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In March last year, the queue to get into Ninoy Aquino International Airport in Manila snaked around the terminal building. Despite the urgency, volunteers there pleaded for an hour longer to finish off their work before evacuating.
It was a similar story for thousands of aid workers posted around the world. Emergency repatriations didn’t just pose logistical challenges for charity organizations; it meant abandoning their communities.
The professional volunteers in the Philippines were just a handful of hundreds that work for UK not-for-profit organization Voluntary Service Overseas, which rushed to bring them home earlier this year as the pandemic hit.
VSO has 700 staff globally, and 300 international volunteers — mostly technical experts — who stay one or two years in a country. Work can vary from teaching villages about crop rotation and building wells, to emergency aid for countries affected by cyclones and other natural disasters. To date it’s worked with 80,000 volunteers.
But with limited travel options, VSO, along with the wider humanitarian sector, is figuring out how to continue its international development work, which spans 24 countries across Africa and Asia.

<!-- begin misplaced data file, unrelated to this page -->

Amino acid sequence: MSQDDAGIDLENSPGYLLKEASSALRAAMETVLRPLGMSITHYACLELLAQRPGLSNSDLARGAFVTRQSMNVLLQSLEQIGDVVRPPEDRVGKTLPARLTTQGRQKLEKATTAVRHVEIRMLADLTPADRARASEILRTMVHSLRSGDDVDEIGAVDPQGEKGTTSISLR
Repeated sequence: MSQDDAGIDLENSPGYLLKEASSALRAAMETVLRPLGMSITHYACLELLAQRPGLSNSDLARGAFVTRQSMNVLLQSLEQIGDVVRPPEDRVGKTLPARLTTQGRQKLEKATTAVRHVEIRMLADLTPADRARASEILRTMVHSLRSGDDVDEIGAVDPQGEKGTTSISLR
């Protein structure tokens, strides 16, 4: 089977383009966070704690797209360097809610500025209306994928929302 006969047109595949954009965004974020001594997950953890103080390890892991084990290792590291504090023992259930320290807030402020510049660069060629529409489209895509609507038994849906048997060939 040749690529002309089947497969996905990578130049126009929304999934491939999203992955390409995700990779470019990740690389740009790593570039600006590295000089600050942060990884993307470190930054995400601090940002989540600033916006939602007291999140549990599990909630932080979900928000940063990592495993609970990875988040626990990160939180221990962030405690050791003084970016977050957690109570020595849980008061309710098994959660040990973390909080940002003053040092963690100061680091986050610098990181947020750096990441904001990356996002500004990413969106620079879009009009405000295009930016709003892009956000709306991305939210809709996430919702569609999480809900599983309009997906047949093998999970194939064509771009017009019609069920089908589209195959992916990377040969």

“For the non-governmental organization sector, travel isn’t a nice to have. The stuff they do really makes a big difference. It’s crucial, otherwise for some they might as well not exist,” said Gary Dobbins, account manager at Diversity Travel, which works with VSO.
While most businesses have migrated to Zoom, video conferencing isn’t an option for “in the field” operations, not least because remote areas rarely have the required internet coverage.
The sector now faces a unique set of travel challenges in 2021, from navigating border closures to sourcing airlifts.
Resetting the Clock
Travel is such an integral for this sector because much of the work involves flying technical experts to remote communities, where they’ll spend long periods teaching them best practice around aspects such as health or education. “As a volunteer organization, we specialize in having the right people in the right places, to build resilient communities,” Anthy Kapsalis, global travel and facilities manager at VSO, told Skift.